EMR fully integrated into practice. I contend that EMR's greatest value to practice effectiveness can be garnered by connecting equipment that the technical staff normally operates - such as the autorefractor, autolensometer, autokeratometer and autophoropter - to the DMS and thus have their output immediately available to the EMR. The most expensive time in a fully capacitated medical practice is that expended when highly compensated employees, such as the ophthalmic technicians, optometrists and ophthalmologists, are in front of the patient. Time spent writing and at the keyboard is nonproductive and detracts from the patient's interaction with the provider. In my practice, all the aforementioned technology connects to my EMR and its DMS (both from ChartLogic). This not only saves time but reduces technical error. The EMR also interfaces with the optical shop software so that prescriptions for glasses can be completed by the optician and sent, via the Internet, to the optical lab for rapid turnaround. The EMR and optical shop software both link to the PMS for billing purposes.
Coding assistance. Fear of incorrectly coding and billing an encounter leads many physicians to undercode. This can represent a significant area of revenue leakage. It is my opinion that the physician should be solely responsible for proper coding and billing. To assist those doctors who remain compliance-challenged, some EMR offerings contain software enhancements that help to rationalize the coding and billing function and educate the provider.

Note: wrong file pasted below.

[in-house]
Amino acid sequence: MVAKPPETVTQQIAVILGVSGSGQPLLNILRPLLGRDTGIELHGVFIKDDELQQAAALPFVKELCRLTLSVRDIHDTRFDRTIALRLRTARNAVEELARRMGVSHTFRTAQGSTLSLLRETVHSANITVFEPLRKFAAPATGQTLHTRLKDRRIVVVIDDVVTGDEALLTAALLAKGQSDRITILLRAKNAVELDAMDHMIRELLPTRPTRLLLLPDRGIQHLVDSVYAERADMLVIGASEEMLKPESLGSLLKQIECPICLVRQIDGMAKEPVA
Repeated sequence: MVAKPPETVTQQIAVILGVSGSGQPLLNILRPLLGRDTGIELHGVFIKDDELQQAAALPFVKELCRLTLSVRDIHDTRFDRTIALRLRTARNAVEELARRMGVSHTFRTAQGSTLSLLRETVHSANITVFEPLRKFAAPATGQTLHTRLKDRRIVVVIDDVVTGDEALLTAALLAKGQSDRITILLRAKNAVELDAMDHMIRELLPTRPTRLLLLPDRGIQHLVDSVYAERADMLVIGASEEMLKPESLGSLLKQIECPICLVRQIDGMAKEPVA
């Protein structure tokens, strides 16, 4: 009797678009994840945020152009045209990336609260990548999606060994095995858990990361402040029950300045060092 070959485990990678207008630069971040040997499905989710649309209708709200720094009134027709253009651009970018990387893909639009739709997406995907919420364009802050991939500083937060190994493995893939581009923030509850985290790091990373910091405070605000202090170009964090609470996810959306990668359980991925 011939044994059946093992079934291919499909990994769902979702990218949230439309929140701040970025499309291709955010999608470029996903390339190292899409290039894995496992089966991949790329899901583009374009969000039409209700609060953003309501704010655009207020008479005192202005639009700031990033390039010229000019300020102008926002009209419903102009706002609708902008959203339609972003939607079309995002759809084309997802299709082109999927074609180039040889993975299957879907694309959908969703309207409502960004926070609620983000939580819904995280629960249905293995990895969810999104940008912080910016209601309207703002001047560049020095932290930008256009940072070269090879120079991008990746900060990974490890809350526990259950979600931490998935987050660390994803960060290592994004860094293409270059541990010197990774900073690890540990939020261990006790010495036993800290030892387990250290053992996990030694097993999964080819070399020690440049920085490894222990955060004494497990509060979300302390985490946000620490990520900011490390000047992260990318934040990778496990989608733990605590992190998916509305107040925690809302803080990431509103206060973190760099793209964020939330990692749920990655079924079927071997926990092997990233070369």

The Inevitability of the EMR
All but a few ophthalmologists, such as those who are contemplating retirement or who are practicing in areas with very little competition, will need to confront the EMR. There is simply too much social, political and economic pressure to do otherwise. But the purchasing decision of an EMR must not be approached in a vacuum. As this article attempts to convey, the EMR is not a stand-alone product. It represents the key component of a systematic process and as such requires careful consideration of the totality of medical practice operations.
There is inherent economic risk, but the incorporation of a system of health information technology can transcend this risk and, if done correctly, offers both improvement of the patient's quality of care and the enhancement of the practice's bottom line.
I know that my fellow ophthalmologists will adapt. After all, they accepted and later embraced phacoemulsification, the IOL and the automated visual field analyzer. History has shown many times over that those who oppose innovation that benefits the buyer soon cede their ability to compete. More specifically, I have seen that the EMR and the benefits it brings can make us better physicians and improve our satisfaction with our profession. As end-users, these are benefits that can't be ignored.
1 See the Nov/Dec 2006 Practice Perfect at www.eyenetmagazine.org/archives.
Dr. Noreika is a founding partner of Excellence in Eye Care, a practice in Ohio. He has long had a keen interest in technology and practice management, and is a popular speaker at the Technology Theater at the Academy's Annual Meeting.